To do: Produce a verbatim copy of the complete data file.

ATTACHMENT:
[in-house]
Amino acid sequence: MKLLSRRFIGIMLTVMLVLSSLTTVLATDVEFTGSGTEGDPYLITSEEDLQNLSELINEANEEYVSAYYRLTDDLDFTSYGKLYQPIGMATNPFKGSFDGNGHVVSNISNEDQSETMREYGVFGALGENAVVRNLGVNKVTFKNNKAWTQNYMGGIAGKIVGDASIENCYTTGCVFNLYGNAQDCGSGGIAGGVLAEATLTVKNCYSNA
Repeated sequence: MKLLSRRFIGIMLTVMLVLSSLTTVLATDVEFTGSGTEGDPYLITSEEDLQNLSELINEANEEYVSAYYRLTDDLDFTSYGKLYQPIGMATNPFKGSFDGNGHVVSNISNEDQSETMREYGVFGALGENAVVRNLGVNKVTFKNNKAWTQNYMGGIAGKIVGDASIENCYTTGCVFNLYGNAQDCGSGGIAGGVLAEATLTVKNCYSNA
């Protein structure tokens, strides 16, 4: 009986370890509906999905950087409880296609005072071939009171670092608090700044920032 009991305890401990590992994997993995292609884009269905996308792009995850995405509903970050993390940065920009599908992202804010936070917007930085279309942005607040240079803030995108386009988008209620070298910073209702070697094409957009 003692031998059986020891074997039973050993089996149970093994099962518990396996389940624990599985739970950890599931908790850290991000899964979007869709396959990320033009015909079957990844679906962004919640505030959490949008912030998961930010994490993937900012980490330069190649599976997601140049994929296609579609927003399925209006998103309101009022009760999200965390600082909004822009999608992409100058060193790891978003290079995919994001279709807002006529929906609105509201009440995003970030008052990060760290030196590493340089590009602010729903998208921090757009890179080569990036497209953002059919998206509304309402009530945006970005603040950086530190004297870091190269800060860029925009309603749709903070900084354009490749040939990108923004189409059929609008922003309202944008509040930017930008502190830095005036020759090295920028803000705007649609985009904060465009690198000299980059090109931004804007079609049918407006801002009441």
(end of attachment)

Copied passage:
[in-house]
Amino acid sequence: MKLLSRRFIGIMLTVMLVLSSLTTVLATDVEFTGSGTEGDPYLITSEEDLQNLSELINEANEEYVSAYYRLTDDLDFTSYGKLYQPIGMATNPFKGSFDGNGHVVSNISNEDQSETMREYGVFGALGENAVVRNLGVNKVTFKNNKAWTQNYMGGIAGKIVGDASIENCYTTGCVFNLYGNAQDCGSGGIAGGVLAEATLTVKNCYSNA
Repeated sequence: MKLLSRRFIGIMLTVMLVLSSLTTVLATDVEFTGSGTEGDPYLITSEEDLQNLSELINEANEEYVSAYYRLTDDLDFTSYGKLYQPIGMATNPFKGSFDGNGHVVSNISNEDQSETMREYGVFGALGENAVVRNLGVNKVTFKNNKAWTQNYMGGIAGKIVGDASIENCYTTGCVFNLYGNAQDCGSGGIAGGVLAEATLTVKNCYSNA
């Protein structure tokens, strides 16, 4: 009986370890509906999905950087409880296609005072071939009171670092608090700044920032 009991305890401990590992994997993995292609884009269905996308792009995850995405509903970050993390940065920009599908992202804010936070917007930085279309942005607040240079803030995108386009988008209620070298910073209702070697094409957009 003692031998059986020891074997039973050993089996149970093994099962518990396996389940624990599985739970950890599931908790850290991000899964979007869709396959990320033009015909079957990844679906962004919640505030959490949008912030998961930010994490993937900012980490330069190649599976997601140049994929296609579609927003399925209006998103309101009022009760999200965390600082909004822009999608992409100058060193790891978003290079995919994001279709807002006529929906609105509201009440995003970030008052990060760290030196590493340089590009602010729903998208921090757009890179080569990036497209953002059919998206509304309402009530945006970005603040950086530190004297870091190269800060860029925009309603749709903070900084354009490749040939990108923004189409059929609008922003309202944008509040930017930008502190830095005036020759090295920028803000705007649609985009904060465009690198000299980059090109931004804007079609049918407006801002009441």